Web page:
From the ‘Times-Picayune’:
One of the biggest post Ida problems for New Orleans was power. The two images below show the extent of the loss of power during & after the hurricane:
Part of the reason for the expected active 2021 hurricane season was tied to the potential for a 2nd consecutive year of La Nina which is a cooling of the equatorial Pacific water (though most of the season so far has been near neutral). NOAA is now predicting a 70% chance of a La Nina from Nov. - Jan. A trend toward La Nina conditions often correlates with less shear over the Atlantic Basin which can lead to more tropical storms & hurricanes, so we may be in for an active latter part of the hurricane season perhaps deep into Oct., even Nov. The majority of the forecast models below show a clear La Nina tendency:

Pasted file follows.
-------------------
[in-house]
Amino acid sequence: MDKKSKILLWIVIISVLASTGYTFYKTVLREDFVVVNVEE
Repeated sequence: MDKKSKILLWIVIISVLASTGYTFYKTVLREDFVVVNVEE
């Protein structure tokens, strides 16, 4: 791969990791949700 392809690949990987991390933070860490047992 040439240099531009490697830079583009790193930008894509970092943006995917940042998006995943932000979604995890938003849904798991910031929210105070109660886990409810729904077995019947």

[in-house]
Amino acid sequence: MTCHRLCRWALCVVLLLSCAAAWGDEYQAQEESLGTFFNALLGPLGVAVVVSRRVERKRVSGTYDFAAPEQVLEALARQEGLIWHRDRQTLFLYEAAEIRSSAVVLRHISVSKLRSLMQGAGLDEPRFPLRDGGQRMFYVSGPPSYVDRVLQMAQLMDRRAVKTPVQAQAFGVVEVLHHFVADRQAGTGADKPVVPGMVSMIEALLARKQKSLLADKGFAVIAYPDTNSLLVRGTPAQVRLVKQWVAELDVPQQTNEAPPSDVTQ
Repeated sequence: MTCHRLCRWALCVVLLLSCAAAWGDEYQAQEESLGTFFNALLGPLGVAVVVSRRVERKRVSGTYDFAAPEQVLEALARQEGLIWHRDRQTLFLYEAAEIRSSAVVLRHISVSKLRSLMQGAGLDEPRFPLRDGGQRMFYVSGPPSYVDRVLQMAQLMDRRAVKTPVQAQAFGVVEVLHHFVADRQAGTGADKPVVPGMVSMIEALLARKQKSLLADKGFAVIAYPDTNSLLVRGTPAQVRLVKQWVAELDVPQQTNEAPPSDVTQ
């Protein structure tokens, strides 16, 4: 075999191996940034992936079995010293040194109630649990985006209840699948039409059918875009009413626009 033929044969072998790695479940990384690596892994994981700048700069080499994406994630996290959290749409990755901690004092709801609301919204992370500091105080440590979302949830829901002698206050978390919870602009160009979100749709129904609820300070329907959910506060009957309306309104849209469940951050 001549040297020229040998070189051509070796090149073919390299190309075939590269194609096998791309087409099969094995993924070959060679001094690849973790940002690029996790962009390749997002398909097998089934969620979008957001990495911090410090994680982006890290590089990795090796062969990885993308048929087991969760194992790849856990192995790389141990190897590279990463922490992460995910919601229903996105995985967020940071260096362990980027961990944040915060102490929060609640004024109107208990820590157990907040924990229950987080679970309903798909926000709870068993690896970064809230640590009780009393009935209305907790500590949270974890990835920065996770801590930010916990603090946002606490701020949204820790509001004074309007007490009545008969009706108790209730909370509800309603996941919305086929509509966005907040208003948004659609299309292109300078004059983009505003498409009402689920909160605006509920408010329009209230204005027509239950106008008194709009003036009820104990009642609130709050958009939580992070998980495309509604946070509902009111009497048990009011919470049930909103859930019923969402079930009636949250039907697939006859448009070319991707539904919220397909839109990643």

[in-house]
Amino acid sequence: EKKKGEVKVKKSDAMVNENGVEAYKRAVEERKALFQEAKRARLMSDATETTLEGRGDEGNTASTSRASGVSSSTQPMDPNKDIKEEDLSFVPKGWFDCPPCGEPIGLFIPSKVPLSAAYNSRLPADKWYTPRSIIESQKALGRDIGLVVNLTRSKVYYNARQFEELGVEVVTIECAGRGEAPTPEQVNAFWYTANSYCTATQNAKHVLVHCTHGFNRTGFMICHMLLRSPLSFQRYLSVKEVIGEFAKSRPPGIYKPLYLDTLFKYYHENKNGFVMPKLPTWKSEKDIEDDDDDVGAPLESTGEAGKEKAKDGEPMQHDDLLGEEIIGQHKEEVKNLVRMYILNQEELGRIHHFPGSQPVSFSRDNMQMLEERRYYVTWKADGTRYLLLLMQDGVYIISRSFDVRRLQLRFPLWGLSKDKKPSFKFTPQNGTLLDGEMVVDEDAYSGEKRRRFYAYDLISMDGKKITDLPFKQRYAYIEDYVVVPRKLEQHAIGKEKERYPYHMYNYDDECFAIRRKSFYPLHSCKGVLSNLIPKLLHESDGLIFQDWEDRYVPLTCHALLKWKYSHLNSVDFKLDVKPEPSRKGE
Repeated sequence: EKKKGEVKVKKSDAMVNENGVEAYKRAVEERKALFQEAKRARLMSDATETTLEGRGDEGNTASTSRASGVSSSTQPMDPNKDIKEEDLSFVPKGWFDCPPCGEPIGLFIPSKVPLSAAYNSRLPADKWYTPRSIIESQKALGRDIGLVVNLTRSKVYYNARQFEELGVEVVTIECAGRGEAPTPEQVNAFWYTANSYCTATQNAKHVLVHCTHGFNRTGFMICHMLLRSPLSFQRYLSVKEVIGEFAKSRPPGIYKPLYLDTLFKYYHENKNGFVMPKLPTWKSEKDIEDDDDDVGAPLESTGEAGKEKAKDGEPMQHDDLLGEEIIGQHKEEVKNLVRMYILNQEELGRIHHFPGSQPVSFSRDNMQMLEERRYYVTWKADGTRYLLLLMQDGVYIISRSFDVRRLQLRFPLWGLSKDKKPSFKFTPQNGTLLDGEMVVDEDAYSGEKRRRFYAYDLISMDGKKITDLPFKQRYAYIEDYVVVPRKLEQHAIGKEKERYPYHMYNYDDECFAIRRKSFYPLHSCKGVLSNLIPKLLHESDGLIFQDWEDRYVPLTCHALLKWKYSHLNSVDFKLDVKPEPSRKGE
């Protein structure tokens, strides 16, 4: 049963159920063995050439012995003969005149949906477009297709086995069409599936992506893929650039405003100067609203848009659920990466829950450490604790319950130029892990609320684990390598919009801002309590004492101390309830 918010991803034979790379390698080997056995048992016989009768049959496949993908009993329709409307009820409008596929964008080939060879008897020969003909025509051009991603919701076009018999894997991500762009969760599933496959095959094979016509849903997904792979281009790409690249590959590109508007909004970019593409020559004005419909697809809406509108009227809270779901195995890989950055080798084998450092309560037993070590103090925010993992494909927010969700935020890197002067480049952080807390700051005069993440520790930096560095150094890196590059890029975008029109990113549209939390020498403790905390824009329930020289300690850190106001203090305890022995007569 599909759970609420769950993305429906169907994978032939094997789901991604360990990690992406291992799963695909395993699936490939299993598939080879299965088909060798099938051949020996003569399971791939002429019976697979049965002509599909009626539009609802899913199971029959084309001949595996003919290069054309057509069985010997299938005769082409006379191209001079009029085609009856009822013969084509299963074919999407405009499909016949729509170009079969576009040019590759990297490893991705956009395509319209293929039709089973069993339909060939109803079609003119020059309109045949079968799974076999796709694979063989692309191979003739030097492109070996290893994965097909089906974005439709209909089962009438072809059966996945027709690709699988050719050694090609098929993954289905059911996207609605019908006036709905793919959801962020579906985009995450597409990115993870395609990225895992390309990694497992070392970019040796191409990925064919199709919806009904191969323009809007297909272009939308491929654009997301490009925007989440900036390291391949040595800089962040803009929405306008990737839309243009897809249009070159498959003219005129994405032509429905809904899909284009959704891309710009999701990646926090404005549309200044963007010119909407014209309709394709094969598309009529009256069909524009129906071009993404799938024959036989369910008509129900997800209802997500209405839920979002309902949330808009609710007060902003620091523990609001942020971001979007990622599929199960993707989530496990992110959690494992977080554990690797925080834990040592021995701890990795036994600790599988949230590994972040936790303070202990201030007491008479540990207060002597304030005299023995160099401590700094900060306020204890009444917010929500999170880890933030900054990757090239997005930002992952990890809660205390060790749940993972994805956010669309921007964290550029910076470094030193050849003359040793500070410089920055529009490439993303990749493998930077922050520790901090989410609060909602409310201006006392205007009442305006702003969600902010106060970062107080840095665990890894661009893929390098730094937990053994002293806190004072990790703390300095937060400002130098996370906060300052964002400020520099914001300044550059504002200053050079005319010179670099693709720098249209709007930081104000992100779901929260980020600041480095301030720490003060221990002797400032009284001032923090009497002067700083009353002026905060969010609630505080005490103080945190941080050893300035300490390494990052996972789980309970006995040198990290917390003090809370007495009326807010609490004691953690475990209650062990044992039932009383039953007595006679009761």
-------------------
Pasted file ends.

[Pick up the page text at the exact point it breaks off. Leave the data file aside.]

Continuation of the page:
Fewer Pacific tropical cyclones but more tropical storm/hurricane for the Atlantic Basin:
Well.... all summers in Jacksonville are going to be hot. But in the case of 2021, it could have been hotter(!). First of all - through Aug. 31st, there have “only” been 58 90-degree days this year so far. Way below the avg. of 82 days. Furthermore, the Jax N.W.S. reports that the hottest days so far - June 15th & July 31st at 95 degrees - is tied for the 3rd lowest hottest summer day going back to 1971 only beaten by 93 degrees in 1974 & 94 degrees in 2003.
Jax N.W.S. table of summer “coolest” highest temps. since 1971:
And so we turn our calendars to September with an eye on autumn. The JIA averages: